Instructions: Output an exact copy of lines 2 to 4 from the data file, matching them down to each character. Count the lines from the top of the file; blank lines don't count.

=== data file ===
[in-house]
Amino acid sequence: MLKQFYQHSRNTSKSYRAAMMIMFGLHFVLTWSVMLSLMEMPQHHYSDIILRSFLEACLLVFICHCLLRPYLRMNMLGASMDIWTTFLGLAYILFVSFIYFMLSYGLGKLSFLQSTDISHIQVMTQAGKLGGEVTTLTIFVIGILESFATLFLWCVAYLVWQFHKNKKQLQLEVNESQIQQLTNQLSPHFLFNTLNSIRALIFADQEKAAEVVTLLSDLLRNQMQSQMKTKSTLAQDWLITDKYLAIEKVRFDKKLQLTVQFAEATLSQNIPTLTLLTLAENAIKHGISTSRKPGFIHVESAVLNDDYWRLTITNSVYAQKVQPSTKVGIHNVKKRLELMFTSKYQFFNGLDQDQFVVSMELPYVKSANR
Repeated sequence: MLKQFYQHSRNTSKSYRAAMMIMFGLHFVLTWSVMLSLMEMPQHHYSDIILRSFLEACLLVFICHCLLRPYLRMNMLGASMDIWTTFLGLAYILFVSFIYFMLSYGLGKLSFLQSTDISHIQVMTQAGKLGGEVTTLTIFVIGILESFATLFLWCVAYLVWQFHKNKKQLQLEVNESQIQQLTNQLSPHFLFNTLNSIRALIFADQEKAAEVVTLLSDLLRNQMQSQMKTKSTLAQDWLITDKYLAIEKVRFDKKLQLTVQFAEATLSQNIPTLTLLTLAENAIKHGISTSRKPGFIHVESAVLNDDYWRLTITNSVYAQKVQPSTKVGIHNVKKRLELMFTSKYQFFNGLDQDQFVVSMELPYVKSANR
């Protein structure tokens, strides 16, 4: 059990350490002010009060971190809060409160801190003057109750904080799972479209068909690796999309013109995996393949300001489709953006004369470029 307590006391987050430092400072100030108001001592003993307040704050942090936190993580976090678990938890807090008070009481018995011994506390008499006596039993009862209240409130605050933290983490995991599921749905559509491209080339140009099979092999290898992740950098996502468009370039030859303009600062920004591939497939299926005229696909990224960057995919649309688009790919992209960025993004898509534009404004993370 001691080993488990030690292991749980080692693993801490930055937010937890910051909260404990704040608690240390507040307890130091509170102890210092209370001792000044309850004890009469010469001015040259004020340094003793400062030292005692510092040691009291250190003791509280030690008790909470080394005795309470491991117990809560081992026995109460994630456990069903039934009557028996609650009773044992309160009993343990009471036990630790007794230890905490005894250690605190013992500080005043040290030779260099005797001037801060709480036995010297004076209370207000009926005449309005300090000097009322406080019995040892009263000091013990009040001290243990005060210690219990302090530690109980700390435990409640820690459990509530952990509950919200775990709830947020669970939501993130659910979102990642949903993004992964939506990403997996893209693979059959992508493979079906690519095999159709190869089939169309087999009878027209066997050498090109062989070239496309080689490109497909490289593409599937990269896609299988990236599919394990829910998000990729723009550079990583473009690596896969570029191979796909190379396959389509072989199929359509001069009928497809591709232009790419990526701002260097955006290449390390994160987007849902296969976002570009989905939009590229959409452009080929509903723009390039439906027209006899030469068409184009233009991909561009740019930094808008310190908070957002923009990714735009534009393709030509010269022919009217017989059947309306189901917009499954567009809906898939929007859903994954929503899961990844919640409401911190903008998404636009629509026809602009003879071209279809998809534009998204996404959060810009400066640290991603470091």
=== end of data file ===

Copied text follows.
Amino acid sequence: MLKQFYQHSRNTSKSYRAAMMIMFGLHFVLTWSVMLSLMEMPQHHYSDIILRSFLEACLLVFICHCLLRPYLRMNMLGASMDIWTTFLGLAYILFVSFIYFMLSYGLGKLSFLQSTDISHIQVMTQAGKLGGEVTTLTIFVIGILESFATLFLWCVAYLVWQFHKNKKQLQLEVNESQIQQLTNQLSPHFLFNTLNSIRALIFADQEKAAEVVTLLSDLLRNQMQSQMKTKSTLAQDWLITDKYLAIEKVRFDKKLQLTVQFAEATLSQNIPTLTLLTLAENAIKHGISTSRKPGFIHVESAVLNDDYWRLTITNSVYAQKVQPSTKVGIHNVKKRLELMFTSKYQFFNGLDQDQFVVSMELPYVKSANR
Repeated sequence: MLKQFYQHSRNTSKSYRAAMMIMFGLHFVLTWSVMLSLMEMPQHHYSDIILRSFLEACLLVFICHCLLRPYLRMNMLGASMDIWTTFLGLAYILFVSFIYFMLSYGLGKLSFLQSTDISHIQVMTQAGKLGGEVTTLTIFVIGILESFATLFLWCVAYLVWQFHKNKKQLQLEVNESQIQQLTNQLSPHFLFNTLNSIRALIFADQEKAAEVVTLLSDLLRNQMQSQMKTKSTLAQDWLITDKYLAIEKVRFDKKLQLTVQFAEATLSQNIPTLTLLTLAENAIKHGISTSRKPGFIHVESAVLNDDYWRLTITNSVYAQKVQPSTKVGIHNVKKRLELMFTSKYQFFNGLDQDQFVVSMELPYVKSANR
């Protein structure tokens, strides 16, 4: 059990350490002010009060971190809060409160801190003057109750904080799972479209068909690796999309013109995996393949300001489709953006004369470029 307590006391987050430092400072100030108001001592003993307040704050942090936190993580976090678990938890807090008070009481018995011994506390008499006596039993009862209240409130605050933290983490995991599921749905559509491209080339140009099979092999290898992740950098996502468009370039030859303009600062920004591939497939299926005229696909990224960057995919649309688009790919992209960025993004898509534009404004993370 001691080993488990030690292991749980080692693993801490930055937010937890910051909260404990704040608690240390507040307890130091509170102890210092209370001792000044309850004890009469010469001015040259004020340094003793400062030292005692510092040691009291250190003791509280030690008790909470080394005795309470491991117990809560081992026995109460994630456990069903039934009557028996609650009773044992309160009993343990009471036990630790007794230890905490005894250690605190013992500080005043040290030779260099005797001037801060709480036995010297004076209370207000009926005449309005300090000097009322406080019995040892009263000091013990009040001290243990005060210690219990302090530690109980700390435990409640820690459990509530952990509950919200775990709830947020669970939501993130659910979102990642949903993004992964939506990403997996893209693979059959992508493979079906690519095999159709190869089939169309087999009878027209066997050498090109062989070239496309080689490109497909490289593409599937990269896609299988990236599919394990829910998000990729723009550079990583473009690596896969570029191979796909190379396959389509072989199929359509001069009928497809591709232009790419990526701002260097955006290449390390994160987007849902296969976002570009989905939009590229959409452009080929509903723009390039439906027209006899030469068409184009233009991909561009740019930094808008310190908070957002923009990714735009534009393709030509010269022919009217017989059947309306189901917009499954567009809906898939929007859903994954929503899961990844919640409401911190903008998404636009629509026809602009003879071209279809998809534009998204996404959060810009400066640290991603470091």